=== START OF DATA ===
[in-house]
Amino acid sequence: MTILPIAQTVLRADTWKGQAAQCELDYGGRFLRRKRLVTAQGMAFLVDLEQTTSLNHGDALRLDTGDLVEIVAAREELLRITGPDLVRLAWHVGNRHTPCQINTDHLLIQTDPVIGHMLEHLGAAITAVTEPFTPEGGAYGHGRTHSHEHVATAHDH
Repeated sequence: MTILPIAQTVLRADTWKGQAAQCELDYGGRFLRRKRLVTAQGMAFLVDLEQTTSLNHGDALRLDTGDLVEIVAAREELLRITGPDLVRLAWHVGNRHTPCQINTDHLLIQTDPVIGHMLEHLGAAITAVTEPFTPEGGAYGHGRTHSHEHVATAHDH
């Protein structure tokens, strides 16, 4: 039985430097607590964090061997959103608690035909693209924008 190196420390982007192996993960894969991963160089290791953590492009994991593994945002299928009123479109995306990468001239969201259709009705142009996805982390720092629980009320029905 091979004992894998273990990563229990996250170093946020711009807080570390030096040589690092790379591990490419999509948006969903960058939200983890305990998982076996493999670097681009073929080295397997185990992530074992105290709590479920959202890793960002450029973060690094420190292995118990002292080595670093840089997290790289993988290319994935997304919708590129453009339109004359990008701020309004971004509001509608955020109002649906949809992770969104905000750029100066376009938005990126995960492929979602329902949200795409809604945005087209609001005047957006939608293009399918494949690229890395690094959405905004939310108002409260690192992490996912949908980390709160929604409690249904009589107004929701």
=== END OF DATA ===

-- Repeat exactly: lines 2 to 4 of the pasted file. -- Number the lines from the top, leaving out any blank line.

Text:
Amino acid sequence: MTILPIAQTVLRADTWKGQAAQCELDYGGRFLRRKRLVTAQGMAFLVDLEQTTSLNHGDALRLDTGDLVEIVAAREELLRITGPDLVRLAWHVGNRHTPCQINTDHLLIQTDPVIGHMLEHLGAAITAVTEPFTPEGGAYGHGRTHSHEHVATAHDH
Repeated sequence: MTILPIAQTVLRADTWKGQAAQCELDYGGRFLRRKRLVTAQGMAFLVDLEQTTSLNHGDALRLDTGDLVEIVAAREELLRITGPDLVRLAWHVGNRHTPCQINTDHLLIQTDPVIGHMLEHLGAAITAVTEPFTPEGGAYGHGRTHSHEHVATAHDH
């Protein structure tokens, strides 16, 4: 039985430097607590964090061997959103608690035909693209924008 190196420390982007192996993960894969991963160089290791953590492009994991593994945002299928009123479109995306990468001239969201259709009705142009996805982390720092629980009320029905 091979004992894998273990990563229990996250170093946020711009807080570390030096040589690092790379591990490419999509948006969903960058939200983890305990998982076996493999670097681009073929080295397997185990992530074992105290709590479920959202890793960002450029973060690094420190292995118990002292080595670093840089997290790289993988290319994935997304919708590129453009339109004359990008701020309004971004509001509608955020109002649906949809992770969104905000750029100066376009938005990126995960492929979602329902949200795409809604945005087209609001005047957006939608293009399918494949690229890395690094959405905004939310108002409260690192992490996912949908980390709160929604409690249904009589107004929701």